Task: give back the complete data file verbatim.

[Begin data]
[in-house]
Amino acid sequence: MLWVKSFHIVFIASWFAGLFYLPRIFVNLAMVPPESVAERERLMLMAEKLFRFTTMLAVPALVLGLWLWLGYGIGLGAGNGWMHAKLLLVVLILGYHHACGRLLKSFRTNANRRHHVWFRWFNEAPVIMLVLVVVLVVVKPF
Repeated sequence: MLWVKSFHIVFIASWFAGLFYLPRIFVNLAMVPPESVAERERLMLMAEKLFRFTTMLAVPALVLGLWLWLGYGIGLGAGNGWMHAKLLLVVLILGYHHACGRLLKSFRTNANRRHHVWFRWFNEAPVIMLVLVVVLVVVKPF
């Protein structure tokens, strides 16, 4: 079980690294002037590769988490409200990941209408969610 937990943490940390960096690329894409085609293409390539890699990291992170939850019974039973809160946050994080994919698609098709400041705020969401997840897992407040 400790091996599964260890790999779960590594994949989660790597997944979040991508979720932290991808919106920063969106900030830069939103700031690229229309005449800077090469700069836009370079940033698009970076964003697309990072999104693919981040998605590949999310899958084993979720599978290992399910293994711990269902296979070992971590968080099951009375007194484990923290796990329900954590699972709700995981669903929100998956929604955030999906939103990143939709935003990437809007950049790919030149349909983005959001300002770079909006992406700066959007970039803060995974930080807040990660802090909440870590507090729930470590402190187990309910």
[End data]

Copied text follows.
[in-house]
Amino acid sequence: MLWVKSFHIVFIASWFAGLFYLPRIFVNLAMVPPESVAERERLMLMAEKLFRFTTMLAVPALVLGLWLWLGYGIGLGAGNGWMHAKLLLVVLILGYHHACGRLLKSFRTNANRRHHVWFRWFNEAPVIMLVLVVVLVVVKPF
Repeated sequence: MLWVKSFHIVFIASWFAGLFYLPRIFVNLAMVPPESVAERERLMLMAEKLFRFTTMLAVPALVLGLWLWLGYGIGLGAGNGWMHAKLLLVVLILGYHHACGRLLKSFRTNANRRHHVWFRWFNEAPVIMLVLVVVLVVVKPF
């Protein structure tokens, strides 16, 4: 079980690294002037590769988490409200990941209408969610 937990943490940390960096690329894409085609293409390539890699990291992170939850019974039973809160946050994080994919698609098709400041705020969401997840897992407040 400790091996599964260890790999779960590594994949989660790597997944979040991508979720932290991808919106920063969106900030830069939103700031690229229309005449800077090469700069836009370079940033698009970076964003697309990072999104693919981040998605590949999310899958084993979720599978290992399910293994711990269902296979070992971590968080099951009375007194484990923290796990329900954590699972709700995981669903929100998956929604955030999906939103990143939709935003990437809007950049790919030149349909983005959001300002770079909006992406700066959007970039803060995974930080807040990660802090909440870590507090729930470590402190187990309910």